On August 11, the Department of Housing and Urban Development suspended key components of an Obama Administration rule that addressed growing segregation in the Housing Choice Voucher Program. Only days later, the Trump Administration declared plans to target and dismantle affirmative action in universities.
By Parisa Ijadi-Maghsoodi / UrbDeZine
In an effort to address our nation’s increasing levels of segregation, the Obama Administration implemented a U.S. Department of Housing and Urban Development (HUD) Final Rule that changed the way 23 metropolitan areas issued vouchers to low-income tenants. The goal was simple: improve the health of low-income families by increasing access to areas of lower poverty and higher opportunity.
The Final Rule was an attempt by the Obama Administration to address the nation’s housing segregation crisis. Segregation levels today mirror those that existed in the 1960s (see study). This resegregation of communities is a crisis exacerbated in metropolitan areas, like San Diego, where vouchers are accepted only in low-opportunity, high-poverty neighborhoods, if at all. Only 15 percent of children in families that receive housing subsidies live in low-poverty areas; the vast majority of these children live in very poor, segregated neighborhoods (see report).
The Final Rule directed specific local governmental entities that oversee the federally funded Housing Choice Voucher Program to use a rent standard that is determined by small area (zip code) fair market rents, instead of metropolitan-wide fair market rents.
The metropolitan areas targeted by the Final Rule were chosen because of their high concentrations of Housing Choice Voucher Program participants (“voucher holders”) living in concentrated low-income areas relative to all renters within that area. The list of the 23 metropolitan includes San Diego.
To understand the significance fair market rents have on voucher holders’ lives and the potential the change had to address the concentration of poverty in our communities, below is a brief summary of how the Housing Choice Voucher Program works (Code of Federal Regulations – 24 CFR Section 982).
Housing Choice Voucher Program: A Primer
The way fair market rents are calculated has a direct impact on the value of a housing voucher. The value of a housing voucher determines whether a landlord will accept a low-income family’s voucher, and whether the local governmental entity will approve the family living in the rental unit. If a family has a housing voucher but cannot find a landlord to accept the voucher because it is not worth enough, then the voucher has no value. If a family finds a landlord to accept the housing voucher, but the landlord is charging more than the value of the housing voucher, the local governmental entity will not approve the use of the housing voucher for that rental unit.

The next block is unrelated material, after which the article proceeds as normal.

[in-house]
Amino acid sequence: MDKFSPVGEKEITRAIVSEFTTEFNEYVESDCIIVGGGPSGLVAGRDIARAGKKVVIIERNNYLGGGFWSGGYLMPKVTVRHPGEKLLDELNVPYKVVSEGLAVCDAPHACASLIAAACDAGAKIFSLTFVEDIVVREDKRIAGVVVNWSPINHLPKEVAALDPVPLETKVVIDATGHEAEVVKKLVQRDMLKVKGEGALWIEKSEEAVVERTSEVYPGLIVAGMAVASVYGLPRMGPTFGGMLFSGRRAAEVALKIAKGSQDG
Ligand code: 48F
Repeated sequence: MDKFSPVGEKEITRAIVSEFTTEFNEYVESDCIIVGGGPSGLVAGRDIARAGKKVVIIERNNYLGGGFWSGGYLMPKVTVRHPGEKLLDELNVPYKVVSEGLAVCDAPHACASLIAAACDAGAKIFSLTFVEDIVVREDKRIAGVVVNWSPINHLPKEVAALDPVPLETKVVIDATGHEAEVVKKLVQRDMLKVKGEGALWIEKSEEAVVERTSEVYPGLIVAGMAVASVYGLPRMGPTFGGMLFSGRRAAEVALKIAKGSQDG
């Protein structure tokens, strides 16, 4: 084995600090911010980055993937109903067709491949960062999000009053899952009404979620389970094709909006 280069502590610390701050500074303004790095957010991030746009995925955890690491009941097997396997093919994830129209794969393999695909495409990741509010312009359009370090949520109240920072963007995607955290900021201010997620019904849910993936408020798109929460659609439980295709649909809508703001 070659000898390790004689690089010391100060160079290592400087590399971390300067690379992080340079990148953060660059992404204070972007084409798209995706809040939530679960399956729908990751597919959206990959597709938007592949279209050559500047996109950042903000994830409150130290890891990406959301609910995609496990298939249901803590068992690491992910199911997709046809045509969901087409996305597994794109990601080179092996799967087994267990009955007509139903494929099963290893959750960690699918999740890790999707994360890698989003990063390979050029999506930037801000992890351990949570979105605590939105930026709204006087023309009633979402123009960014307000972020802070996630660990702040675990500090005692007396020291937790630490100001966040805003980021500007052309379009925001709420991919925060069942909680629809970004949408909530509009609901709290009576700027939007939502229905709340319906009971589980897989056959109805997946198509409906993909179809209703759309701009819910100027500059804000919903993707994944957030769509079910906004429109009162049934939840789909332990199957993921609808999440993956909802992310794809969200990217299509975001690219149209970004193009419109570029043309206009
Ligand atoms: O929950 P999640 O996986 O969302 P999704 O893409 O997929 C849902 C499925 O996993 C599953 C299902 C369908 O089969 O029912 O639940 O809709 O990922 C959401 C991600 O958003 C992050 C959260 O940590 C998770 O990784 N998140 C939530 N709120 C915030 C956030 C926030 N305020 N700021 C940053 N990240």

- Fair market rents determine the value of a housing voucher. Annually, HUD estimates fair market rents for metropolitan and non-metropolitan areas. Fair Market Rents are used to determine payment standards.
- Payment Standards must be within an established range of the fair market rent. When a tenant is looking for a landlord to accept her family’s voucher, the tenant must find a landlord who is charging rent that is less than the payment standard (utility costs and utility allowances are involved in the calculation but have a minor impact). Generally, if rent is higher than the payment standard, the voucher holder cannot rent that unit. The payment standard therefore limits the units that the voucher holder can access. As a result, the voucher holder must seek rental units that are below the payment standard.
- When a payment standard is calculated based on a metropolitan region’s fair market rent, rather than on a neighborhood’s fair market rent, the units where rents are below the payment standard are generally clustered in low-opportunity, high-poverty areas. This is the issue the Final Rule attempted to address.
- In some circumstances, a voucher holder can rent a unit even though the payment standard is higher than the rent. However, in these situations, the voucher holder has to pay the difference between the payment standard and the rent (this is in addition to the voucher holder paying her portion of the rent after the voucher is used). If, however, the voucher holder’s total payments towards rent (her portion of the rent after the voucher is used, and the difference between the payment standard and the rent) is more than 40 percent of her monthly income at the time she is trying to rent the unit, she cannot use her voucher there (the 40 percent rule only applies upon lease-up – if her rent later increases beyond the payment standard, she can continue living there despite the high percentage of her income that is going to rent).
Before the proposed rule was released, the Obama Administration conducted extensive research on ways to address the increasing levels of segregation and concentrations of housing vouchers in high-poverty areas. The administration also took into consideration evidence from a small area fair market rent demonstration project in Texas (the result of a court settlement – HUD was sued for its willingness to accept racial segregation in Dallas). The demonstration project suggested that the small area fair market rent model may be less costly and more effective than other voucher interventions at de-concentrating families with vouchers from high-poverty, high-crime neighborhoods.